According to a new nationwide survey, as many as 40% of the UK population have been put off taking the COVID-19 vaccine due to what they have read in the media. This figure rises substantially to 62% when considering 16 to 34 year olds, specifically; this is in comparison to 22% in the 55+ age range. The survey studied the attitudes of a thousand Brits and was commissioned by Eskenzi PR, a Queen’s award-winning Tech PR agency and conducted by Censuswide.
Yet, despite the scepticism, only 7% have confirmed that they will not take the vaccine as a result. Other sceptics concede that they will nevertheless take the vaccine, with 26% citing that it would be selfish not to do so (10%) or because they recognise it is for the greater good (16%). The remaining 8% of cynics will take the vaccine, though begrudgingly.
Remarkably, differences in attitudes are particularly stark between the younger and older generation as well as between Greater London and other regions. Indeed, those in older age groups were less likely to be swayed by the media, with 71% assuring that the media did not put them off the vaccine as opposed to 27% of those aged 16 to 24. Moreover, Greater London leads with the highest proportion of individuals who are put off taking the vaccine at 61%. This is followed only by Wales with 46%, while East of England had the lowest proportion at 29%.
These results come at a time, where demand for news is skyrocketing. In fact, this survey has also found that, since the beginning of the pandemic, 60% of respondents have admitted to reading more news. More precisely, nearly a quarter (24%) are reading the news to find out more about Covid-19 and the vaccine. In this way, they are opening themselves up to a bombardment of information, some of which may be misleading.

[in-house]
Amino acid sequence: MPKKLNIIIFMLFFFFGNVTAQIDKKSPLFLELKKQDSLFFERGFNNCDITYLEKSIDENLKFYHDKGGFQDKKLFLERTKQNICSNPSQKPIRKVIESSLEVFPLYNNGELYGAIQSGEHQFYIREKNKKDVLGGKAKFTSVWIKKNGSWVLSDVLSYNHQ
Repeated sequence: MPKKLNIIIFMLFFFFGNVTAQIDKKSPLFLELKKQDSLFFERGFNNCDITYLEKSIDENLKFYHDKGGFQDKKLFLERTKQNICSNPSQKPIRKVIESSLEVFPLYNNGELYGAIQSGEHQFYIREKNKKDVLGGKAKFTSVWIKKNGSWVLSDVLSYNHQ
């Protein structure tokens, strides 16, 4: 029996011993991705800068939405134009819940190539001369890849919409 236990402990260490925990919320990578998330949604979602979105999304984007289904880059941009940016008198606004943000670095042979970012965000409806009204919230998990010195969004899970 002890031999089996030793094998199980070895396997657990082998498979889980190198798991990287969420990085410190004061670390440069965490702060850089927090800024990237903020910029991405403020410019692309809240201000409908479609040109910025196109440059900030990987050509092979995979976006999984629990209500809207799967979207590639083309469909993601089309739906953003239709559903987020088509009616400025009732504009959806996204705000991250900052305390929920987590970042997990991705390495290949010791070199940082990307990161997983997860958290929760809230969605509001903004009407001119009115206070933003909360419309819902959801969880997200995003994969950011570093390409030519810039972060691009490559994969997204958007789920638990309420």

“The media has always played a pivotal role in swaying and forming people’s opinions. Since the pandemic, people have never been more hungry for information. With people digesting so much more news, not only through conventional media but also through unconventional means including social media, there’s going to be an element of misinformation creeping in. It comes as no surprise that they are becoming confused and cynical about having the vaccine when there are so many mixed messages.” says Yvonne Eskenzi, co-founder and director of Eskenzi PR. “It’s very important to keep a clear head and get a balanced viewpoint on everything in life, but especially now with something as important as whether you should take the vaccine. Still, it was good to see that even though many people didn’t really want it, they did it for the greater good of society.”